Fast radio bursts (FRBs) – a type of transient radio pulse believed to be caused by some type of high energy astrophysical process not yet fully understood by scientists, were first discovered in 2007, with astronomers from around the world regularly detecting the eerie cosmic phenomena, which often comes from galaxies billions of light-years away.
Canada’s CHIME interferometric radio telescope, constructed in 2017 at the Penticton, British Columbia-based Dominion Radio Astrophysical Observatory, picked up a whopping 535 new fast radio bursts during its first year of operation between 2018 and 2019, scientists working on the project have revealed.
Prior to the large stationary radio telescope’s construction, astronomers and astrophysicists were only able to catch about 140 FRBs. However, the specially designed CHIME – which includes four antennas containing 100 20 meter parabolic reflectors with 1024 dual-polarization radio receivers suspended above them, allows for the accurate detection of radio waves from space at frequencies in the 400-800 MHz range, enables ‘looking’ at thousands of directions simultaneously, and processing information using recent advances in cellular and computer processing technology.
This handout picture taken on November 8, 2016 and released by CHIME Collaboration on November 4, 2020 shows the CHIME Telescope, located at the Dominion Radio Astrophysical Observatory, a national facility for astronomy operated by the National Research Council of Canada
CHIME, which stands for ‘Canadian Hydrogen Intensity Mapping Experiment’, has been cataloguing FRBs for several years now, with researchers presenting a catalogue of their findings at a meeting of the American Astronomical Society on Wednesday.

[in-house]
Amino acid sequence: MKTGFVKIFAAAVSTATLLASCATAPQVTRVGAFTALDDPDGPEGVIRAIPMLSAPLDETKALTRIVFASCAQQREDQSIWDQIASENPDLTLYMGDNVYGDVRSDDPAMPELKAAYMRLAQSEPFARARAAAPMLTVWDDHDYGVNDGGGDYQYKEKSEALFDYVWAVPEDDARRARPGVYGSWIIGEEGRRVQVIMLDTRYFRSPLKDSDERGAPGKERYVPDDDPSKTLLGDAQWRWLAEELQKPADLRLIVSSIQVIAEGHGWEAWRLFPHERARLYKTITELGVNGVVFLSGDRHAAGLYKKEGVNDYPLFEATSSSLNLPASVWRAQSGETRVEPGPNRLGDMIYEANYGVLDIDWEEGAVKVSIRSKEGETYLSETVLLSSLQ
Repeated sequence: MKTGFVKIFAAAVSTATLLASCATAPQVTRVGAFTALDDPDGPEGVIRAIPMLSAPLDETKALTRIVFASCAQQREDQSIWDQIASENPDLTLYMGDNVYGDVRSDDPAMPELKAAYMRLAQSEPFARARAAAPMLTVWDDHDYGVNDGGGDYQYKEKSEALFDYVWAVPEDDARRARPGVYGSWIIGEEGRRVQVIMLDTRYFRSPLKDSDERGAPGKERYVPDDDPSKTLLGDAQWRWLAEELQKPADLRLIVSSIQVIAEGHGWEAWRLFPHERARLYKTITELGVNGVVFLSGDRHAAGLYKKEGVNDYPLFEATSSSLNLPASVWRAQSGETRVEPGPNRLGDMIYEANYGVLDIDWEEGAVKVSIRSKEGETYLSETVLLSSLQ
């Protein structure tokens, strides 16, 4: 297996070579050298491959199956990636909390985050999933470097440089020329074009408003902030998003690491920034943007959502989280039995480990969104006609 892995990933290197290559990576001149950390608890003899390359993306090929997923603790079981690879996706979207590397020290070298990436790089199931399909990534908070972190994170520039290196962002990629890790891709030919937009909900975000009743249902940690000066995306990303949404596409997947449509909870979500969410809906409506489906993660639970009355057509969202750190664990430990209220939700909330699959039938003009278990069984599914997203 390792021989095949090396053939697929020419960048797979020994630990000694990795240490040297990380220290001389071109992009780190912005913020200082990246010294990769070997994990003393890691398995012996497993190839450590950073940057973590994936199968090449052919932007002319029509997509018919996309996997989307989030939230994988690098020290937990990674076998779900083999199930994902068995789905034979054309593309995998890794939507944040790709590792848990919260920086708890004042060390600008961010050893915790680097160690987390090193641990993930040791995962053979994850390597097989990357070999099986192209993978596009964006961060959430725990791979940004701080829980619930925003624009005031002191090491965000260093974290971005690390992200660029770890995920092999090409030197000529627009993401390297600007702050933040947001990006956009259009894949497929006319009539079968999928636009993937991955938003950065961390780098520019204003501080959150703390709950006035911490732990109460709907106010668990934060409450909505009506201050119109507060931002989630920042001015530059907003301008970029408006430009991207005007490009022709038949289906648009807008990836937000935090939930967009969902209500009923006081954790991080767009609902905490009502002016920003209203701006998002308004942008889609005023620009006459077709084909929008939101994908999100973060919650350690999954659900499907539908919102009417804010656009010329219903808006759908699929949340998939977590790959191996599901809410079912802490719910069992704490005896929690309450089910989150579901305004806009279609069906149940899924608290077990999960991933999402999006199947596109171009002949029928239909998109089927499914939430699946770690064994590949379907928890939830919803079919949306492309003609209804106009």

Scientists still aren’t sure what causes the bright flashes of light, which last as little as a fraction of a millisecond and up to a few milliseconds. The radio beacons are highly unpredictable and hail from galaxies billions of light-years away (to put these vast distances into perspective, at current levels of human spaceflight technology, it would theoretically take humanity about 37,200 years to travel just one light-year).
Emmanuel Fonseca, one of the researchers involved in the CHIME project, is excited by its superior abilities to detect and catalogue FRBs, suggesting that “every new captured event is allowing astrophysicists like [him] to learn more about these weird cosmic phenomena.”
Artist’s impression of a fast radio burst FRB 181112 traveling through space and reaching Earth.
“As this is happening, some astronomers have begun to use fast radio bursts as incredibly powerful tools to study the universe itself,” he explains.
For one thing, the professor notes, an examination of FRBs allows researchers to learn what types of matter these FRBs have passed through on their way to our planet, such as interstellar gas or plasma. Even more significantly, he says, “by measuring dispersion, astronomers can indirectly determine one of the most important pieces of information in all of astronomy: how far apart things are,” with the formula being that “the larger the dispersion measure, the more material the signal encountered…so, presumably, passing through more stuff means the burst traveled farther across the universe.”
CHIME’s catalogue groups FRBs into two classes – those that repeat and those that don’t. The vast majority of the newly documented FRBs were one-time events, with 61 bursts coming from 18 repeating sources. The latter also have different characteristics – with the bursts lasting longer and emitting more focused radio frequencies.
On the basis of their findings, CHIME scientists estimate that as many as 800 FRBs could be detected worldwide in a single day if humanity had the resources to do so.